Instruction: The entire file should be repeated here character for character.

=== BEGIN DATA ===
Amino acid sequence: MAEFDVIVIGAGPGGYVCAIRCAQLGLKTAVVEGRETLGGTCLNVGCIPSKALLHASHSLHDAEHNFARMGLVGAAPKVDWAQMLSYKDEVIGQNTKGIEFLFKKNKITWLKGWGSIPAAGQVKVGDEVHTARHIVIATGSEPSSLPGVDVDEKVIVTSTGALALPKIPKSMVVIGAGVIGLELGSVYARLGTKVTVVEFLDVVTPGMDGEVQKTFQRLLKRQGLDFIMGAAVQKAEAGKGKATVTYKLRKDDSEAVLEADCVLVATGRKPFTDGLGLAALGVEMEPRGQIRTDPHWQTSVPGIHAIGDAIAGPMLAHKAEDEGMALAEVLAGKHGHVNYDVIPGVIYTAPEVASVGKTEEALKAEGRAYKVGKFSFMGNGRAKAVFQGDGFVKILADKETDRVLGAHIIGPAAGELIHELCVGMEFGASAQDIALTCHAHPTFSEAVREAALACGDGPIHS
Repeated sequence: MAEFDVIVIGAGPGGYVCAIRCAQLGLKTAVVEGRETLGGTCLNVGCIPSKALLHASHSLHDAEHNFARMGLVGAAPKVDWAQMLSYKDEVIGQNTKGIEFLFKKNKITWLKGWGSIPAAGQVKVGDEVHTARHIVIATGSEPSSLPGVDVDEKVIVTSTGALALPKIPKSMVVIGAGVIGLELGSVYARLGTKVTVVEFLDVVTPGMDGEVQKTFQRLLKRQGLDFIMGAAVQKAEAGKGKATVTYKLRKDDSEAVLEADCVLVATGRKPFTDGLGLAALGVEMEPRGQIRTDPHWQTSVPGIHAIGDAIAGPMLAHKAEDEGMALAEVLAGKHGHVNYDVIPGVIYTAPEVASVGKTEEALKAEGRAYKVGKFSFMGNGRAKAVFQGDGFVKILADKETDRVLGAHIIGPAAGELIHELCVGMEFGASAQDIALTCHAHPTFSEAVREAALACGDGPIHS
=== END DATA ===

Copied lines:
Amino acid sequence: MAEFDVIVIGAGPGGYVCAIRCAQLGLKTAVVEGRETLGGTCLNVGCIPSKALLHASHSLHDAEHNFARMGLVGAAPKVDWAQMLSYKDEVIGQNTKGIEFLFKKNKITWLKGWGSIPAAGQVKVGDEVHTARHIVIATGSEPSSLPGVDVDEKVIVTSTGALALPKIPKSMVVIGAGVIGLELGSVYARLGTKVTVVEFLDVVTPGMDGEVQKTFQRLLKRQGLDFIMGAAVQKAEAGKGKATVTYKLRKDDSEAVLEADCVLVATGRKPFTDGLGLAALGVEMEPRGQIRTDPHWQTSVPGIHAIGDAIAGPMLAHKAEDEGMALAEVLAGKHGHVNYDVIPGVIYTAPEVASVGKTEEALKAEGRAYKVGKFSFMGNGRAKAVFQGDGFVKILADKETDRVLGAHIIGPAAGELIHELCVGMEFGASAQDIALTCHAHPTFSEAVREAALACGDGPIHS
Repeated sequence: MAEFDVIVIGAGPGGYVCAIRCAQLGLKTAVVEGRETLGGTCLNVGCIPSKALLHASHSLHDAEHNFARMGLVGAAPKVDWAQMLSYKDEVIGQNTKGIEFLFKKNKITWLKGWGSIPAAGQVKVGDEVHTARHIVIATGSEPSSLPGVDVDEKVIVTSTGALALPKIPKSMVVIGAGVIGLELGSVYARLGTKVTVVEFLDVVTPGMDGEVQKTFQRLLKRQGLDFIMGAAVQKAEAGKGKATVTYKLRKDDSEAVLEADCVLVATGRKPFTDGLGLAALGVEMEPRGQIRTDPHWQTSVPGIHAIGDAIAGPMLAHKAEDEGMALAEVLAGKHGHVNYDVIPGVIYTAPEVASVGKTEEALKAEGRAYKVGKFSFMGNGRAKAVFQGDGFVKILADKETDRVLGAHIIGPAAGELIHELCVGMEFGASAQDIALTCHAHPTFSEAVREAALACGDGPIHS